Last week Ren, my son and youngest child, turned 13, promoting me to Mom of 3 official teenagers. Wah! So often, older folks commented while I juggled 3 young kids, “Enjoy it while it lasts–the time goes so fast—in a blink of an eye they’ll be grown.” I’m feeling that blink of an eye.
Years ago, during my own teenagerhood, I gave my friend Jeff a lei, kissed his cheek, thought “Wow, what a smooth soft cheek,” and immediately mourned that it wouldn’t be long before that smooth cheek became rough shaven skin. If I thought that about my pre-pubescent friend, imagine how I’m feeling as my son grows!
When my parents hugged Ren goodbye last week, Mama said, “When we see you next in February you’ll be a head taller and tower over us!” Who knows when his growth spurt will kick in, but given his regular growth rate, he most certainly should be taller than me by February.
What do I mourn as I think of him becoming a man?
- Losing physical affection: Moms ahead of me bemoan how their sons stop giving or wanting physical affection, especially from their moms. Physical touch rates high as Ren’s love language, and even though I often wish he wouldn’t hang on me so much (because my love language most certainly ISN’T physical touch), I still get tickled when he can’t help himself and gives me a kiss.
- Losing emotional connection: Moms talk about their teenage sons going into a new communication mode consisting of grunts, silence, demands for food, and dwelling behind closed doors with earbuds stuffed in their ears. Right now Ren chatters my ear off and complains when I’m not around.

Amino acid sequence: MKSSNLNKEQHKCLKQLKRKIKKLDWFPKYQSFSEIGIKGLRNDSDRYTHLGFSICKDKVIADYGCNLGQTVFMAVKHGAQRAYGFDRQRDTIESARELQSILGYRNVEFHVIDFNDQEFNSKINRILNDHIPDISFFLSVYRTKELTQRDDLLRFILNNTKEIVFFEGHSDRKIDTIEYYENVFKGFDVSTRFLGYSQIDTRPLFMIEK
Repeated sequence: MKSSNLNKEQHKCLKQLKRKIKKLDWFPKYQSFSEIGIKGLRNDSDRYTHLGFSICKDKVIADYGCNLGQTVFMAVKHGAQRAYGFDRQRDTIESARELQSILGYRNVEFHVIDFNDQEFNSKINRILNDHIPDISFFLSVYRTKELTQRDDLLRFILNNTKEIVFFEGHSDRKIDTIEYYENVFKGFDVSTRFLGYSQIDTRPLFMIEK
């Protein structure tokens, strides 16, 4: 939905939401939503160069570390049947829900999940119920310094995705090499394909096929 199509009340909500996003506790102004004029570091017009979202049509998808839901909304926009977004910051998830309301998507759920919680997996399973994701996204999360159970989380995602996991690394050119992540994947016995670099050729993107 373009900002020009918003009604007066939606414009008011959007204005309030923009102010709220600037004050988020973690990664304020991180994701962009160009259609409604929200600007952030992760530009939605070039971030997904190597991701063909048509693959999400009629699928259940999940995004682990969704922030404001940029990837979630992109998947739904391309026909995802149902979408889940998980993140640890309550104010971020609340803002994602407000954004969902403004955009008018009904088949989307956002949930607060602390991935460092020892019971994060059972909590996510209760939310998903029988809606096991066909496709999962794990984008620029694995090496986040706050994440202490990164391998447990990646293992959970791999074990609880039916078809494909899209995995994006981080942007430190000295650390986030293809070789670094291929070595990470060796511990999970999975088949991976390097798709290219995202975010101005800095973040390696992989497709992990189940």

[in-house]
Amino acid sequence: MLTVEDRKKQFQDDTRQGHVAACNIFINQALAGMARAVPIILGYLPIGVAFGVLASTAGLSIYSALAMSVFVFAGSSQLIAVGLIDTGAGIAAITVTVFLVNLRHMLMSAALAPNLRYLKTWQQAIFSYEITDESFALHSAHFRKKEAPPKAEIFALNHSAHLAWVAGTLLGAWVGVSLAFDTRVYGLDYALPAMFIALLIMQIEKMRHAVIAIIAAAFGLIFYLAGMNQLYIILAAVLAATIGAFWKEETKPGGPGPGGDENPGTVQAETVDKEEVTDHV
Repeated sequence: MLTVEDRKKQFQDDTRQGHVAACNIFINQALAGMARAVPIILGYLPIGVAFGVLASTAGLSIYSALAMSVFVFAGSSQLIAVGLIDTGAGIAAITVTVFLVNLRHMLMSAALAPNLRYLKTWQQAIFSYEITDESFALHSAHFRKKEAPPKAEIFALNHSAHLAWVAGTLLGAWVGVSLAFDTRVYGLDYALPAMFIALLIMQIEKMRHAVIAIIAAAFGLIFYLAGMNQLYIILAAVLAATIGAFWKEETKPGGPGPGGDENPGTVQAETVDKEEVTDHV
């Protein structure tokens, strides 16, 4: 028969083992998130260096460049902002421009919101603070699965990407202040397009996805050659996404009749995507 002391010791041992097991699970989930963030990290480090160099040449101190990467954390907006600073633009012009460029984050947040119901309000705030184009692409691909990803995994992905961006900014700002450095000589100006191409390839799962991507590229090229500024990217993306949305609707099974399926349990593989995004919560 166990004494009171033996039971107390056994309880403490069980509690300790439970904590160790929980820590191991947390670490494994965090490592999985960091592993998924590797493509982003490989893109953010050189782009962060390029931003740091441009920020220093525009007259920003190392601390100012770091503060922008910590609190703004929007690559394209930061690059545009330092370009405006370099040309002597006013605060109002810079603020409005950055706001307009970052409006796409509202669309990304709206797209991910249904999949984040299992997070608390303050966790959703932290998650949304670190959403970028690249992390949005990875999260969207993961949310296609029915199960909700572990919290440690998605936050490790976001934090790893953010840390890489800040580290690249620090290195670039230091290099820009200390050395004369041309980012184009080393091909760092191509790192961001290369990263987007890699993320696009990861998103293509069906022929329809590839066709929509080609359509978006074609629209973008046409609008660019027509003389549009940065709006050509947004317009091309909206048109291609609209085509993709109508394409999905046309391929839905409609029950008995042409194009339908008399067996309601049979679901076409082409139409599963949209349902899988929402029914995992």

- Losing my sweet boy: When Ren was 4 and the school system evaluated whether he would continue to receive services, at least 4 of the evaluators wrote “Ren’s a sweet boy.” “Sweet” and “teenage boy” don’t seem to go together. Can sweet boys even survive adolescence?
- Losing those soft smooth cheeks
IMHO, boys have it extra hard. They navigate a much harsher social world, with very confusing expectations. I read in some study that teenage boy communication consists of so many put-downs that boys receive thousands of negative comments in a month. Although our culture is changing, there’s still not much room for boys and men to feel all their emotions, to share vulnerabilities, or to invest in deep relationships and connections without being labeled girly. I don’t want my son to lose all those human sides of himself just to prove himself a man.
Yet I want him to “be a man” someday: to be strong; to be stable; to be a leader; to shelter and protect his family while vigorously pursuing good for our world. Or, using Jungian psychologists Moore & Gillette’s terms, I want him to embody the 4 male archetypes of King, Warrior, Magician and Lover (click here for a nice summary).
I just don’t know how to get him there. And some theorists say as his mother I can’t get him there.
Meanwhile, last weekend, Ren and I walked downtown to see our town’s fireworks. And like the boy he’s been, he forgot himself and held my hand. Perhaps ruining the moment I teased, “As a 13 year old, you still want to hold your Mama’s hand?”
He jerked his hand away, then laughed, threw his arms around me and said, “Yes Mom, I LOVE you!”
We kept walking, and he kept reaching for me. Sometimes holding my hand, sometimes pulling away, sometimes just linking his pinky with mine.
A metaphor I’m sure for the days to come.